>Or is it true, as some have said, that you must incarnate to make real spiritual progress?

In my view it is not so black and white. With proper guidance it doesn't matter what are the external conditions.

>If progress in meditation can continue after death, I wonder why we need to incarnate at all. I certainly have no conscious wish to be born here again. Perhaps that will change when I experience the boredom of subtle existence.

If you have unfinished business, which means karmic imprints in your mind that are tied to this planet and beings on it, then you have to reincarnate again. You might not have to if you are able to neutralise this karma a) before leaving this body or b) after your death.

I've met thousands of all kinds of beings, high and low, also human, after their physical deaths. They certainly forget quickly how heavy and gross it is here. Yet at the same time, coffee just smells and tastes good. So if your karma doesn't pull you back here, tasty mocca might emoticon

Hope this is of some help.

Cheers,
Baba

RE: Is progress possible after death?
Answer
11/30/15 4:54 AM as a reply to Ward Law.
hi wardlaw,
i can't claim the experience of baba but here goes my take.

the buddha was insistant that we have had uncountable previous existences and will continue to do so until we develop the wisdom to get off of the ride.  it is uncertain what ones destination will be after the present life comes to an end unless one has made certain attainments in this life.  he enumerated many possible realms in which one could land, some lasting for EXTREMELY long periods of time and some being pleasant some very unpleasant.

your question is a little oddly phrased though IMO. for most people who practice the end goal is not to practice but to attain, even if you aren't there when the attainment is reached ;-).  meditation is not the goal but the path to the goal.  that said, there are different traditions with different takes on how to make the most out of this life, and perhaps what follows it.  the human life was singled out by the buddha as the most advantageous platform from which to practice because we, as humans, have the dual ability to understand dukkha even while experiencing pleasure and can actually do something about it.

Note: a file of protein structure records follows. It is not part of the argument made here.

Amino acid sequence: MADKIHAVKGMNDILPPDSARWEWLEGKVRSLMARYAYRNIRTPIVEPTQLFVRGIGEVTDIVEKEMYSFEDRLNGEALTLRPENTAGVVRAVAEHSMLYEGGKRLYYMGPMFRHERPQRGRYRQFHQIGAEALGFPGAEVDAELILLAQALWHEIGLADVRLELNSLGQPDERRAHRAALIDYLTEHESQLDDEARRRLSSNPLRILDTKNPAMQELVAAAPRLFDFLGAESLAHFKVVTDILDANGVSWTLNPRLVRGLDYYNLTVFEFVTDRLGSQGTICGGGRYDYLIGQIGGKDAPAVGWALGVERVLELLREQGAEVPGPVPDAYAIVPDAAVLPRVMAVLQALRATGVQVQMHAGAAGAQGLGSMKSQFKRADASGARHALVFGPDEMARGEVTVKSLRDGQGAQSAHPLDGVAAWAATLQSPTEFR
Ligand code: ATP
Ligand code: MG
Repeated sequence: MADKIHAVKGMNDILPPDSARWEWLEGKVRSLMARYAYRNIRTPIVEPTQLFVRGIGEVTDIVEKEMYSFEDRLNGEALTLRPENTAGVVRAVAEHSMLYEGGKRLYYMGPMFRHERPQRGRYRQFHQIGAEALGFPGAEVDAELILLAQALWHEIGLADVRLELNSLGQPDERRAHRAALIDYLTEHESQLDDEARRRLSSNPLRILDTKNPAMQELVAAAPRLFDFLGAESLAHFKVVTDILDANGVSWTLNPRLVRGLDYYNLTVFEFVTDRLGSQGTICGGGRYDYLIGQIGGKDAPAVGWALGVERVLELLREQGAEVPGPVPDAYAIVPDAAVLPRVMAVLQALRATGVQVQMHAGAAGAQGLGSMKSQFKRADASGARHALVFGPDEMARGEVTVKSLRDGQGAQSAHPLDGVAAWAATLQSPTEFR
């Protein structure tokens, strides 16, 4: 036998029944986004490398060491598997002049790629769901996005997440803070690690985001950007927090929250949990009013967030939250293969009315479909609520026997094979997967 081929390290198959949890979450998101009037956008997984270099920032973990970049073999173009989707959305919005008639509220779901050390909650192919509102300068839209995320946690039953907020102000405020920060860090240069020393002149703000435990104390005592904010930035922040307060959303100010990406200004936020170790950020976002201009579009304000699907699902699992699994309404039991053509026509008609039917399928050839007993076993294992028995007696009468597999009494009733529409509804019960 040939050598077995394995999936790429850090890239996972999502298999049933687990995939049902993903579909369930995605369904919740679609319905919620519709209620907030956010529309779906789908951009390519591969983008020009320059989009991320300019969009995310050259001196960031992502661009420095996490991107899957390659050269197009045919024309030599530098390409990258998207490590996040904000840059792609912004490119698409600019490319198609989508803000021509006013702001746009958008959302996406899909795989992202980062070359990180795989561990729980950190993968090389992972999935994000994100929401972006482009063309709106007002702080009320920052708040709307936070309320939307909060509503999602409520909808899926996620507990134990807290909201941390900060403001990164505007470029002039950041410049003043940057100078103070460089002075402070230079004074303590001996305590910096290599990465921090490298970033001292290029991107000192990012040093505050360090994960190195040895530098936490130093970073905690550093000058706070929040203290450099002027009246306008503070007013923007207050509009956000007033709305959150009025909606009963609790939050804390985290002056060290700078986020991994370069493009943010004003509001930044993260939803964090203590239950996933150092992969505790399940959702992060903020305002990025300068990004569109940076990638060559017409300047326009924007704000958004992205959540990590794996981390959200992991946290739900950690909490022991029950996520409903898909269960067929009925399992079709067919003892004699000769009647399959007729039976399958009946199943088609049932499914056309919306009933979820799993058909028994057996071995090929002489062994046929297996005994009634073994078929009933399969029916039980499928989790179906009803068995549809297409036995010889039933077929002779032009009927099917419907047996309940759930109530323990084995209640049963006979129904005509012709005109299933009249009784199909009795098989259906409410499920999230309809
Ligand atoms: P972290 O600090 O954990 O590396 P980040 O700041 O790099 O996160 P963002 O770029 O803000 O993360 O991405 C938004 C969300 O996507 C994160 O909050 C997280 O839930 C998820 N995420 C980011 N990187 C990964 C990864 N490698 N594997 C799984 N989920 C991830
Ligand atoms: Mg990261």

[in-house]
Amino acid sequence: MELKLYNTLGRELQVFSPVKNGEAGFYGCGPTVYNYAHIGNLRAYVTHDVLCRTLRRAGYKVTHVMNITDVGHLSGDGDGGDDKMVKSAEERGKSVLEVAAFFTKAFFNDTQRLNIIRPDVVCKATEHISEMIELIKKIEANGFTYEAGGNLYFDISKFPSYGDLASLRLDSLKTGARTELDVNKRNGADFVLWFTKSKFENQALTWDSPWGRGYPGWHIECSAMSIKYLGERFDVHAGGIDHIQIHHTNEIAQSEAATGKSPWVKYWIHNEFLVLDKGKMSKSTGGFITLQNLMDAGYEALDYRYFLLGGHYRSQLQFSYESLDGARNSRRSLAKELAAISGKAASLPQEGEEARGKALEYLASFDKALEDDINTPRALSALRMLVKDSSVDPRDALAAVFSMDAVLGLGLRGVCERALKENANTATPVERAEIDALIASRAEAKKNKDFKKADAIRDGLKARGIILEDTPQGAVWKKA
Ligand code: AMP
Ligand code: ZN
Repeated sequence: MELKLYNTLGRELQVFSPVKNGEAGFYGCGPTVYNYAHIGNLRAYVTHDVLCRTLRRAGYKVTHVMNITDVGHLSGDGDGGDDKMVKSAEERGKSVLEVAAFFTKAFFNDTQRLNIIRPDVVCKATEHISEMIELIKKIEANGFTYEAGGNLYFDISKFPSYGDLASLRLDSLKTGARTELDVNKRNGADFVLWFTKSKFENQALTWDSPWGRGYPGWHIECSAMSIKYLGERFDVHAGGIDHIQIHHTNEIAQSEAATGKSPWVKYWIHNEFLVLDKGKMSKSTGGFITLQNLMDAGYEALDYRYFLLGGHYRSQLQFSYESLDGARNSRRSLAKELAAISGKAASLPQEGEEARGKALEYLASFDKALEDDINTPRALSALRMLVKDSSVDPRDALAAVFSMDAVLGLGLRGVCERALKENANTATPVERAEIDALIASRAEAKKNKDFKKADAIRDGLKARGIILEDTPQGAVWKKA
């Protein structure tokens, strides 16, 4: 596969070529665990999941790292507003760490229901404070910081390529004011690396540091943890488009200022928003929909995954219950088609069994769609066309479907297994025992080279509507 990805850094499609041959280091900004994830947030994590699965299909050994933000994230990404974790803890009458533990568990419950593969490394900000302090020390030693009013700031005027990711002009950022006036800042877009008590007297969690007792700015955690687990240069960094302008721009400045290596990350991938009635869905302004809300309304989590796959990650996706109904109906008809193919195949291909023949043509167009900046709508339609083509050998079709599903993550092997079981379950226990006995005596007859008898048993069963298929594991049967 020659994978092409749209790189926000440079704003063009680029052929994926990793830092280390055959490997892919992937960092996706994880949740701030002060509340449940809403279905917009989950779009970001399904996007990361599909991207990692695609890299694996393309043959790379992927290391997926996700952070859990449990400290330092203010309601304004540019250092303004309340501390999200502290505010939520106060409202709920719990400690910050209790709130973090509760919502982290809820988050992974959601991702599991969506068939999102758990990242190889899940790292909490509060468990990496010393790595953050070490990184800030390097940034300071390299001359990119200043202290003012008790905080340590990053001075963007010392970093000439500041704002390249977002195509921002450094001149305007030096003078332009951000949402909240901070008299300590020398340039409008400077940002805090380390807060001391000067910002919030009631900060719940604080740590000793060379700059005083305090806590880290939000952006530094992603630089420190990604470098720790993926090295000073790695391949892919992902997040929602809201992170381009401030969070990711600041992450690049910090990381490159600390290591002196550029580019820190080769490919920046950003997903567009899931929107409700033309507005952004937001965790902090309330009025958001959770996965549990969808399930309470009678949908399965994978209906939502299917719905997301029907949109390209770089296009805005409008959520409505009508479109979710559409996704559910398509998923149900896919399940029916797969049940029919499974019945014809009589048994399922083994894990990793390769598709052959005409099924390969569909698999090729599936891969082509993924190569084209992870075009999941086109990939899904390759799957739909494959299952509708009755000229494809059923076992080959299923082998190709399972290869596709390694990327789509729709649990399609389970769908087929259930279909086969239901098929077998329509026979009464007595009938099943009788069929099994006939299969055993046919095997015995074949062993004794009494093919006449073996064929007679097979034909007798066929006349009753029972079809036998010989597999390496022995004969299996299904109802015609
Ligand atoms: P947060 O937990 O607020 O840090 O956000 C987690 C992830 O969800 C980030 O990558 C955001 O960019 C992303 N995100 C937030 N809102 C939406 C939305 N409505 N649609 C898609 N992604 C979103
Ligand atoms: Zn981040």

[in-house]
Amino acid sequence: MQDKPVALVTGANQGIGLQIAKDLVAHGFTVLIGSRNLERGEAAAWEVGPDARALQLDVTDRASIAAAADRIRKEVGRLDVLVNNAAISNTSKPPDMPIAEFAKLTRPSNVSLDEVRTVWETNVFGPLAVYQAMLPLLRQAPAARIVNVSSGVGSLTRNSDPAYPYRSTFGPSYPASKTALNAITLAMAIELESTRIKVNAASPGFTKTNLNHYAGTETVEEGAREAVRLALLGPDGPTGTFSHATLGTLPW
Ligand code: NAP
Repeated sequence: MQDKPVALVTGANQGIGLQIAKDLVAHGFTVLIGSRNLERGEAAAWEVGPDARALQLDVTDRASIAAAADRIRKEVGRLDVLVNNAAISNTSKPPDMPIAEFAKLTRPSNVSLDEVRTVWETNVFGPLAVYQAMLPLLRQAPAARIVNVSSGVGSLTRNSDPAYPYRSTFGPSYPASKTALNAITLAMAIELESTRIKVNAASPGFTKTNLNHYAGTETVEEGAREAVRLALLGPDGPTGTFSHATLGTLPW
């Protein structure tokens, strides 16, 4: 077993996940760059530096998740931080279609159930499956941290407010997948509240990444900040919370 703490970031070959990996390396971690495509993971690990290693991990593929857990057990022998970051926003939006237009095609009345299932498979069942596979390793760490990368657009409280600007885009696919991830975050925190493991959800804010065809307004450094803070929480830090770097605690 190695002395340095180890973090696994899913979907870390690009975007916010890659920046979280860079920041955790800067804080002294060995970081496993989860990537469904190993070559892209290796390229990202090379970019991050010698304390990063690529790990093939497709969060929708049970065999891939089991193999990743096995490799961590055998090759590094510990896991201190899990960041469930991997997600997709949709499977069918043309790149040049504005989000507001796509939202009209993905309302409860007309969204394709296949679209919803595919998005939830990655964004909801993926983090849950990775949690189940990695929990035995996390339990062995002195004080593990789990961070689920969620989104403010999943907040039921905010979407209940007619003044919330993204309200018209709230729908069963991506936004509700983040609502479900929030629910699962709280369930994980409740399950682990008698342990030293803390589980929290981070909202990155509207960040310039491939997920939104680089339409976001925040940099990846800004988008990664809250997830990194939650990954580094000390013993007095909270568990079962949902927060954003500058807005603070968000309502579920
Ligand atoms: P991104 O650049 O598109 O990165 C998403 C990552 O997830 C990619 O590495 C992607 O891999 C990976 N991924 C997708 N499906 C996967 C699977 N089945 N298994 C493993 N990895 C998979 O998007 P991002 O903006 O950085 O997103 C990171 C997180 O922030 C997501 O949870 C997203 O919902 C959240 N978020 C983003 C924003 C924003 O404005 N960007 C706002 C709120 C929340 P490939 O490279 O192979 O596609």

obviously, we have the human perspective, which includes our physical bodies.  this body is usually the best place to start with meditation.  its a good anchor for our attention for as long as we're here and can definitely lead to deeper , more subtle investigations which presumably lead to real and deeper attainments.

there are some traditions which teach things like phowa (ejecting your conciousness just before death) and and amitabha practice ( meditation on a certain buddha form to land you directly into HIS heaven at the time of death ).  the first one presupposes no meditational attainments, or even meditation itself, the second requires devotion and specific meditation practices to achieve this state / attainment.  the purpose of the Amitabha practice is to rocket one into this particular (conditioned) heaven where, in a subtle body, one will have absolutely ideal conditions for practice and thus can reach the "goal" in a very short time.  many see these as shortcuts for people who do not or cannot find time in their lives for practice.

my take is that unless one is seriously advanced along the path these questions about "what comes next" are best used as motivational considerations as to what to undertake now.  you mention that thoughts of death and dying are never far from your day to day experience.  this is a good thing and is encouraged by many traditions as a goad to practice. its easier for us olde folks to see the indeterminate finish line but the practice (and it is a practice) is encouraged for comtemplatives of all ages.